After this, Simon Girty served with the Virginia militia during Lord Dunmore’s War in 1774 which took place in modern states Pennsylvania, West Virginia, Virginia, and Ohio. It was here that he fought alongside other old frontier legends such as George Rogers Clark, Daniel Morgan, and Daniel Boone. Despite the war only lasting a few months, Girty would rise through the ranks and saw a promotion by the time it concluded. After learning about the passing of the widely unpopular Intolerable Acts by the British government, Girty would becoming one of the original Virginia frontiersmen to help draft an original declaration of independence. A daring act of insubordination, being in the militia under the crown and refusing to suppress an uprising of their countrymen would have been seen as an act of treason. In open defiance of this, he, along with many of the militia members, decided to settle in the wild to the west of the Allegheny Mountains, an act which was prohibited by the Royal Proclamation of 1763.
During this conflict, and those to follow, it is extremely likely that Girty was armed in a similar fashion to other frontiersmen and militiamen of the time. Common armaments consisted of a long rifle of one of the various regional patterns, a tomahawk, a knife, and likely a pistol or two of a similar pattern to the rifle.
This is where Rock Island Auction Company enters the picture and why you are reading this epic tale now. There is a pistol in our September Premier Auction with documentation indicating that it belonged to the notorious frontiersman himself. This pistol certainly has the look of having been tucked into Girty’s belt through much of this story. Don’t miss your chance at this piece of history, as well as many similar items that are straight out of legendary adventures from the old frontier.
When the American Revolution broke out, Girty initially sided with the Americans. His first involvement was in the Squaw Campaign, which involved a party of 500 Americans led by General Edward Hand, Colonel Providence Mounts, and Colonel William Crawford. Their goal was to set out from Fort Pitt, cross the Allegheny River, and move up the Ohio River towards the mouth of the Beaver River, where it was believed that a large cache of Native American and British munitions were being hidden. A combination of poor planning and terrible prevented the troops from reaching their goal, resulting in a long, fruitless march back to Fort Pitt. Tempers of the troops had reached a tipping point upon arrival at a small Lenape village. It is said that Girty and another man were separated from the main party when they heard shots ring out. By the time they had returned to the group, the Americans had attacked the Lenape, who were neutral at the time. Once the smoke had cleared and a scouting party was sent out, three of the Lenape were dead; an old man, a woman, and a young boy who had been hunting birds. The Americans then returned to Fort Pitt with, “a few Indian muskets, pots and pans, two Indian women captives, and a pair of scalps,”concluding the failed campaign. The scalps were from the old man and the young boy, and it is said that a pair of the American militiamen fought over who got to scalp the boy.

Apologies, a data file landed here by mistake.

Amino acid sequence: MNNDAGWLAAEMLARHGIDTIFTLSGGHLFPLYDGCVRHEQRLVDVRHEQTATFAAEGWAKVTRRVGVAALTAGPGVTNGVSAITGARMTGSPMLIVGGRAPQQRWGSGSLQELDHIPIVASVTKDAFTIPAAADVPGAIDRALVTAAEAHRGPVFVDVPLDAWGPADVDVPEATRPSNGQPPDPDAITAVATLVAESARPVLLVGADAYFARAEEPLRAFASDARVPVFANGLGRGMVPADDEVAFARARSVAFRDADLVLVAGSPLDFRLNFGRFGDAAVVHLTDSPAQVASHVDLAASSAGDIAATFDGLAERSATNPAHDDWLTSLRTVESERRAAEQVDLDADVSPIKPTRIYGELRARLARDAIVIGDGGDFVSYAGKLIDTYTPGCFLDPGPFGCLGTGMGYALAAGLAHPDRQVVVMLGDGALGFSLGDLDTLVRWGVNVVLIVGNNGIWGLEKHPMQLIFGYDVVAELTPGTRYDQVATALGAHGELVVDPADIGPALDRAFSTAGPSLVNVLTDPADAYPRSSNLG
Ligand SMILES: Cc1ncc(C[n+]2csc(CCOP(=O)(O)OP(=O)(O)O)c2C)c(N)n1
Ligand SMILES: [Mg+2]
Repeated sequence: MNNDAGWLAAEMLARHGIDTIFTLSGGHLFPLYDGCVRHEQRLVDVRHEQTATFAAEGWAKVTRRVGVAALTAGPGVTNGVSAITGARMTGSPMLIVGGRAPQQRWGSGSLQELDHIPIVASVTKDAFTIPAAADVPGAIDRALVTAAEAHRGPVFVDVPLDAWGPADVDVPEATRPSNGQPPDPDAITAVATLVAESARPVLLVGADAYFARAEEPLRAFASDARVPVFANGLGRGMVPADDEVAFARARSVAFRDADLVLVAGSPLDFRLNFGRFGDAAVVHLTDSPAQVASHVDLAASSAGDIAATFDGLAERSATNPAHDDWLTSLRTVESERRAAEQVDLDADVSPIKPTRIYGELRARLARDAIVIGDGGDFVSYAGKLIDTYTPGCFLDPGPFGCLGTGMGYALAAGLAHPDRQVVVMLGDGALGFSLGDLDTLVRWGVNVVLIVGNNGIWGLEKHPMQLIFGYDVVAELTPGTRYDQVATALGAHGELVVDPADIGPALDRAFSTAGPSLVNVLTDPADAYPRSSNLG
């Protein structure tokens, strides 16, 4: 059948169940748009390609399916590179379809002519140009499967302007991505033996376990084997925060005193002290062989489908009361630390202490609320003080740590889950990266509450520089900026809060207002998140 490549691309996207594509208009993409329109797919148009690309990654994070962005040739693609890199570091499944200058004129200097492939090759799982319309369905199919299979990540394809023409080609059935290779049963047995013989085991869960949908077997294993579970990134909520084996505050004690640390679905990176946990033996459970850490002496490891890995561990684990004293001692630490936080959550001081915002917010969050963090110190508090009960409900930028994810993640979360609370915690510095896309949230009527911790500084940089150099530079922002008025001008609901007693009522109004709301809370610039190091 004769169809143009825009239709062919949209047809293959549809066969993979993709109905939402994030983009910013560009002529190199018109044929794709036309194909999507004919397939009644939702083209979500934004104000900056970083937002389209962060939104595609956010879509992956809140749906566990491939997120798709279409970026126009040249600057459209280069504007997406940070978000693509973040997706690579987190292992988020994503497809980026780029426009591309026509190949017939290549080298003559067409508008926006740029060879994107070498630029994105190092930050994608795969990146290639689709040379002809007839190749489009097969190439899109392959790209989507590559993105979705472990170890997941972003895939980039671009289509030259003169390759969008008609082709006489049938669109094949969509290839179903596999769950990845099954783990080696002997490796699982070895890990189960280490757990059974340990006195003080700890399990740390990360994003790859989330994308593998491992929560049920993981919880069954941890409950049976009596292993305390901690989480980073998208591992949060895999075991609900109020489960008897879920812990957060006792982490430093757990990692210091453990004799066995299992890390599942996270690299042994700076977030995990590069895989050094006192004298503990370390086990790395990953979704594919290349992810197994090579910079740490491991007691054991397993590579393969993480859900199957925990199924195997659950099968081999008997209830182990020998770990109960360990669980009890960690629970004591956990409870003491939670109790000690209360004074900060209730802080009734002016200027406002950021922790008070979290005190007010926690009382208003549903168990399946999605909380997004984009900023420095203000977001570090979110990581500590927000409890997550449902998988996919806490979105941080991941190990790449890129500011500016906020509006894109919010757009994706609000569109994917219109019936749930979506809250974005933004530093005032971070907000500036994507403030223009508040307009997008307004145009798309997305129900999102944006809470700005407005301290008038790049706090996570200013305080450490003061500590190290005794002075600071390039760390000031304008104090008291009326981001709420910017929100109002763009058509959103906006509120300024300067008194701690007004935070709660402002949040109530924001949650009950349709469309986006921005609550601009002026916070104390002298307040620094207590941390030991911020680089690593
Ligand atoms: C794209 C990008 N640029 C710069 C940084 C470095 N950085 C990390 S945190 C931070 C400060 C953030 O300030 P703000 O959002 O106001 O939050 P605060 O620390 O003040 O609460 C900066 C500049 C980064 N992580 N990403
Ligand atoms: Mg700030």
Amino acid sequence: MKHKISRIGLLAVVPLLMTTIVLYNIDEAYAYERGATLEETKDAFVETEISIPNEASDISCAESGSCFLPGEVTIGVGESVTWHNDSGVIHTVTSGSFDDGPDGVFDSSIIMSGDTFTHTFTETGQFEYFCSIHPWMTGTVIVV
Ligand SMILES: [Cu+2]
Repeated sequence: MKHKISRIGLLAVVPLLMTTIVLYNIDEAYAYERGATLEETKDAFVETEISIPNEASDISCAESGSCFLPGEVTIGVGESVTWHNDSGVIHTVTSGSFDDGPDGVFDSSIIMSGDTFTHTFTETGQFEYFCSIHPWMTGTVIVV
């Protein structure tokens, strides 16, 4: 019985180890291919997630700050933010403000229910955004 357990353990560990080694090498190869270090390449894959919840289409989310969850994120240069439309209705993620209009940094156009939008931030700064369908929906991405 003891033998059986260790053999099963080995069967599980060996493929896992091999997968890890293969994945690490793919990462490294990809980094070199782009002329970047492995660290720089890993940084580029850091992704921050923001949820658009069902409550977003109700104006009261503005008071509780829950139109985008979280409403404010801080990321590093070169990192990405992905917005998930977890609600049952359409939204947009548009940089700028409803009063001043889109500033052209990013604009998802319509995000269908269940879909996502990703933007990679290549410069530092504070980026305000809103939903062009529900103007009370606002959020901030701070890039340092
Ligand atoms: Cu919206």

It was likely during or shortly after the Squaw Campaign that Girty had learned that some tribes of the North-Western Pennsylvania area were planning to unite against the Americans and side with the British. It is very likely that this news affected Girty deeply as he had developed such a strong bond with some of these tribes during his time as their “captive.” In many ways, Girty may have seen himself as more like them than the Americans he was currently fighting alongside. There are also versions of the story that imply that General Hand disliked Girty upon meeting him, and after discovering a relationship between Girty and his daughter, planned to have him arrested, tried with treason, and executed. If this version of the story is true, it failed to pan out on the night of March 27, 1778, Girty had a discussion with Simon Kenton, a personal friend of Daniel Boone. It isn’t known what exactly was discussed between Girty and Kenton but one can assume that it was related to the news of the North-Western tribes uniting because the next night, March 28, 1778, Simon Girty defected. Girty along with a group of others, including many fellow scouts, left the fort and headed into Ohio country to link up with the British at Fort Detroit. Shortly after his defection, a bounty of $800 was placed on his head.
The “White Savage”
Upon reaching Detroit, Girty was quickly hired by the British as a scout and interpreter due to the frontier skills he had acquired as part of the British Indian Department. He remained in this role for the rest of the war. Leading numerous raids against American settlers along the Ohio and Kentucky frontier, Girty earned a ruthless reputation as a “white savage” for his cold-blooded and merciless attacks against his former allies. It is also said that at some point during this period, Girty once again met Simon Kenton, who had been captured by Native Americans and was headed towards a torturous execution. According to some versions of the story, Girty convinced the Natives that Kenton was a good man, effectively sparing his life. One event that cemented his reputation as a villain in the eyes of the Americans more than any other took place during the Crawford Expedition in 1782. Much of this story is related from a newspaper article in the Hartford Courant from November 11, 1783, in which a Dr. Edward Knight, who was captured with Colonel William Crawford, recounts the tale.